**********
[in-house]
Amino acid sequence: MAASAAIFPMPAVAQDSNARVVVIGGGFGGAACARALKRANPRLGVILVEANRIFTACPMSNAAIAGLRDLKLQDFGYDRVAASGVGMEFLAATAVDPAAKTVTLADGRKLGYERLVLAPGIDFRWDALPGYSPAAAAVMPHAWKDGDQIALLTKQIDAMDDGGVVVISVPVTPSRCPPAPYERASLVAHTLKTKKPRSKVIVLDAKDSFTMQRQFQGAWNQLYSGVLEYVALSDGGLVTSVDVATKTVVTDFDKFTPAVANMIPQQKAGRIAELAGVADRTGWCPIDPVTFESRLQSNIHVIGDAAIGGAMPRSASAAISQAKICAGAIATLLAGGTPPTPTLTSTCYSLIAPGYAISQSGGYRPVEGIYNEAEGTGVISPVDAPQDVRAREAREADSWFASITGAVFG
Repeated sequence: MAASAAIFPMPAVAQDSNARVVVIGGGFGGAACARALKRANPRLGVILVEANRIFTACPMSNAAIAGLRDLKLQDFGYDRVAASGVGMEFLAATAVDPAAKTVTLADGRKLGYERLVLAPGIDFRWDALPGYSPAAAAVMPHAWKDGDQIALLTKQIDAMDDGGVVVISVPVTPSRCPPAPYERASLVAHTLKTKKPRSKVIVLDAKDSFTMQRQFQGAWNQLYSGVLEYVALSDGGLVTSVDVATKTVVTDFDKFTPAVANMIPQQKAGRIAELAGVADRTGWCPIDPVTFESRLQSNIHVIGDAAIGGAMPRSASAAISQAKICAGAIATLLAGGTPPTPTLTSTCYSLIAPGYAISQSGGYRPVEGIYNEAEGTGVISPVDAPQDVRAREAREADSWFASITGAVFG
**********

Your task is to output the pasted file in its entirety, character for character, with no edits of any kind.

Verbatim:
[in-house]
Amino acid sequence: MAASAAIFPMPAVAQDSNARVVVIGGGFGGAACARALKRANPRLGVILVEANRIFTACPMSNAAIAGLRDLKLQDFGYDRVAASGVGMEFLAATAVDPAAKTVTLADGRKLGYERLVLAPGIDFRWDALPGYSPAAAAVMPHAWKDGDQIALLTKQIDAMDDGGVVVISVPVTPSRCPPAPYERASLVAHTLKTKKPRSKVIVLDAKDSFTMQRQFQGAWNQLYSGVLEYVALSDGGLVTSVDVATKTVVTDFDKFTPAVANMIPQQKAGRIAELAGVADRTGWCPIDPVTFESRLQSNIHVIGDAAIGGAMPRSASAAISQAKICAGAIATLLAGGTPPTPTLTSTCYSLIAPGYAISQSGGYRPVEGIYNEAEGTGVISPVDAPQDVRAREAREADSWFASITGAVFG
Repeated sequence: MAASAAIFPMPAVAQDSNARVVVIGGGFGGAACARALKRANPRLGVILVEANRIFTACPMSNAAIAGLRDLKLQDFGYDRVAASGVGMEFLAATAVDPAAKTVTLADGRKLGYERLVLAPGIDFRWDALPGYSPAAAAVMPHAWKDGDQIALLTKQIDAMDDGGVVVISVPVTPSRCPPAPYERASLVAHTLKTKKPRSKVIVLDAKDSFTMQRQFQGAWNQLYSGVLEYVALSDGGLVTSVDVATKTVVTDFDKFTPAVANMIPQQKAGRIAELAGVADRTGWCPIDPVTFESRLQSNIHVIGDAAIGGAMPRSASAAISQAKICAGAIATLLAGGTPPTPTLTSTCYSLIAPGYAISQSGGYRPVEGIYNEAEGTGVISPVDAPQDVRAREAREADSWFASITGAVFG